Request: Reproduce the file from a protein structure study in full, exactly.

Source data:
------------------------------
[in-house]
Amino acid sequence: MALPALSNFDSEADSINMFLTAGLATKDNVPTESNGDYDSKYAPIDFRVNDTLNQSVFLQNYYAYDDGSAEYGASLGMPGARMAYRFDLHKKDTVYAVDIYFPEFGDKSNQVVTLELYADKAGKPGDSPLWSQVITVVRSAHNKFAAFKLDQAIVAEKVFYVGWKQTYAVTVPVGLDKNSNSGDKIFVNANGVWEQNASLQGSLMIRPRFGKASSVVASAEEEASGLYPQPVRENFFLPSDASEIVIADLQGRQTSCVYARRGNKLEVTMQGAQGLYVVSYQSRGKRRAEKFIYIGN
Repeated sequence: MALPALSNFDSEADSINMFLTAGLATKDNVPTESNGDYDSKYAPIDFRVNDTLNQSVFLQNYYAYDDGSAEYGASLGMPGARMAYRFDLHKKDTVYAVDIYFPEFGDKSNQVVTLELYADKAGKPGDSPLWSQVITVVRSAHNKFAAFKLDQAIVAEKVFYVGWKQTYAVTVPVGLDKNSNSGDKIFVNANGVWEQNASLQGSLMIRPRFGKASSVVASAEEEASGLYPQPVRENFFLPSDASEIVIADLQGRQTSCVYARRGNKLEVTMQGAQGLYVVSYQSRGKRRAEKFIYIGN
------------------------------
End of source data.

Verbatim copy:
[in-house]
Amino acid sequence: MALPALSNFDSEADSINMFLTAGLATKDNVPTESNGDYDSKYAPIDFRVNDTLNQSVFLQNYYAYDDGSAEYGASLGMPGARMAYRFDLHKKDTVYAVDIYFPEFGDKSNQVVTLELYADKAGKPGDSPLWSQVITVVRSAHNKFAAFKLDQAIVAEKVFYVGWKQTYAVTVPVGLDKNSNSGDKIFVNANGVWEQNASLQGSLMIRPRFGKASSVVASAEEEASGLYPQPVRENFFLPSDASEIVIADLQGRQTSCVYARRGNKLEVTMQGAQGLYVVSYQSRGKRRAEKFIYIGN
Repeated sequence: MALPALSNFDSEADSINMFLTAGLATKDNVPTESNGDYDSKYAPIDFRVNDTLNQSVFLQNYYAYDDGSAEYGASLGMPGARMAYRFDLHKKDTVYAVDIYFPEFGDKSNQVVTLELYADKAGKPGDSPLWSQVITVVRSAHNKFAAFKLDQAIVAEKVFYVGWKQTYAVTVPVGLDKNSNSGDKIFVNANGVWEQNASLQGSLMIRPRFGKASSVVASAEEEASGLYPQPVRENFFLPSDASEIVIADLQGRQTSCVYARRGNKLEVTMQGAQGLYVVSYQSRGKRRAEKFIYIGN